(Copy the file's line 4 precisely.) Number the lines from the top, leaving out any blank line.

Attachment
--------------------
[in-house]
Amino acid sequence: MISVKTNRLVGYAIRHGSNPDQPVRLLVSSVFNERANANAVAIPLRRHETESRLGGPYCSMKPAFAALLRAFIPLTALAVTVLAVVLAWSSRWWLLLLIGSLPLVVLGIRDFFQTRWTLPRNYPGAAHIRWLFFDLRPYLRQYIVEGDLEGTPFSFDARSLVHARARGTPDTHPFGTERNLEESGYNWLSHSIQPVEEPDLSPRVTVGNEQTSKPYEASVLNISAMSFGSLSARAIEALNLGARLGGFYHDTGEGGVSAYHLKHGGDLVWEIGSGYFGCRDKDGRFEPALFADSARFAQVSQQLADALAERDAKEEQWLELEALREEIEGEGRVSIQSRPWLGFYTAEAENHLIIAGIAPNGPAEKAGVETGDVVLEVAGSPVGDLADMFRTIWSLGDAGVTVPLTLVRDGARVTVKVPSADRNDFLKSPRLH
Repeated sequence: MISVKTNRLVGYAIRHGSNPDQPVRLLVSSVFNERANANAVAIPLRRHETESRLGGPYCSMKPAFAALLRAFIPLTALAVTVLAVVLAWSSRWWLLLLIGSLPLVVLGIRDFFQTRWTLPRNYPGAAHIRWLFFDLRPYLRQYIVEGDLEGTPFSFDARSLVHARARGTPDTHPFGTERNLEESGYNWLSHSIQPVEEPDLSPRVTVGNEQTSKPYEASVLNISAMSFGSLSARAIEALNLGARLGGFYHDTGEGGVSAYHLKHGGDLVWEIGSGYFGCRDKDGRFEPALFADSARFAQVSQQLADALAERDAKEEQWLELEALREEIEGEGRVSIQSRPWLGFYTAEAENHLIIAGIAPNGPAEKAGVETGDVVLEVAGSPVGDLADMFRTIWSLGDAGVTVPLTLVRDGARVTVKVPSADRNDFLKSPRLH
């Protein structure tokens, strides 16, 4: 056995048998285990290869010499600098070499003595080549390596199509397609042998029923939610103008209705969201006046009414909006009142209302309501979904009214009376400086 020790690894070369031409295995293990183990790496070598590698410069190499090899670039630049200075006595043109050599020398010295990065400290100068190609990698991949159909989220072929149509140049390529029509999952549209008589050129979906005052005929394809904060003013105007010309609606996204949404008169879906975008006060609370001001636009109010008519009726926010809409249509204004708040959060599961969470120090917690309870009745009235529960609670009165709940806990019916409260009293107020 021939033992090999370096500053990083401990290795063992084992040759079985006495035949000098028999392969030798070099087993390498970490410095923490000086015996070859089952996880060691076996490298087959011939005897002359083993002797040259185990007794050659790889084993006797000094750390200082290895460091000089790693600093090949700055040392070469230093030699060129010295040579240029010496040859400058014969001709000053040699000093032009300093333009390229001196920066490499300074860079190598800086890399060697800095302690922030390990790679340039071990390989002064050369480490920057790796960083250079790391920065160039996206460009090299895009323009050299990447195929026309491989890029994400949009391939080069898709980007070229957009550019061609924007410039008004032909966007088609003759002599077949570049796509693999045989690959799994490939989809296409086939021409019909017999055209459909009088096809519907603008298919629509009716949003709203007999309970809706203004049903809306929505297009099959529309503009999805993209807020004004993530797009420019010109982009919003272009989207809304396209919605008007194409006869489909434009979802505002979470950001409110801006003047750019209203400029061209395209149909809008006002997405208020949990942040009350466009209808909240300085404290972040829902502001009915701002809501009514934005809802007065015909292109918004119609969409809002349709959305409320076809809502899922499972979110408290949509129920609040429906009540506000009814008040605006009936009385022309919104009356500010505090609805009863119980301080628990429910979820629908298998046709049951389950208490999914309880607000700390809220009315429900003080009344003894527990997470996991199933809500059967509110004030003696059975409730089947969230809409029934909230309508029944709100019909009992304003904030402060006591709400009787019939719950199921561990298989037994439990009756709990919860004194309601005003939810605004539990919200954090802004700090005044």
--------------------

């Protein structure tokens, strides 16, 4: 056995048998285990290869010499600098070499003595080549390596199509397609042998029923939610103008209705969201006046009414909006009142209302309501979904009214009376400086 020790690894070369031409295995293990183990790496070598590698410069190499090899670039630049200075006595043109050599020398010295990065400290100068190609990698991949159909989220072929149509140049390529029509999952549209008589050129979906005052005929394809904060003013105007010309609606996204949404008169879906975008006060609370001001636009109010008519009726926010809409249509204004708040959060599961969470120090917690309870009745009235529960609670009165709940806990019916409260009293107020 021939033992090999370096500053990083401990290795063992084992040759079985006495035949000098028999392969030798070099087993390498970490410095923490000086015996070859089952996880060691076996490298087959011939005897002359083993002797040259185990007794050659790889084993006797000094750390200082290895460091000089790693600093090949700055040392070469230093030699060129010295040579240029010496040859400058014969001709000053040699000093032009300093333009390229001196920066490499300074860079190598800086890399060697800095302690922030390990790679340039071990390989002064050369480490920057790796960083250079790391920065160039996206460009090299895009323009050299990447195929026309491989890029994400949009391939080069898709980007070229957009550019061609924007410039008004032909966007088609003759002599077949570049796509693999045989690959799994490939989809296409086939021409019909017999055209459909009088096809519907603008298919629509009716949003709203007999309970809706203004049903809306929505297009099959529309503009999805993209807020004004993530797009420019010109982009919003272009989207809304396209919605008007194409006869489909434009979802505002979470950001409110801006003047750019209203400029061209395209149909809008006002997405208020949990942040009350466009209808909240300085404290972040829902502001009915701002809501009514934005809802007065015909292109918004119609969409809002349709959305409320076809809502899922499972979110408290949509129920609040429906009540506000009814008040605006009936009385022309919104009356500010505090609805009863119980301080628990429910979820629908298998046709049951389950208490999914309880607000700390809220009315429900003080009344003894527990997470996991199933809500059967509110004030003696059975409730089947969230809409029934909230309508029944709100019909009992304003904030402060006591709400009787019939719950199921561990298989037994439990009756709990919860004194309601005003939810605004539990919200954090802004700090005044």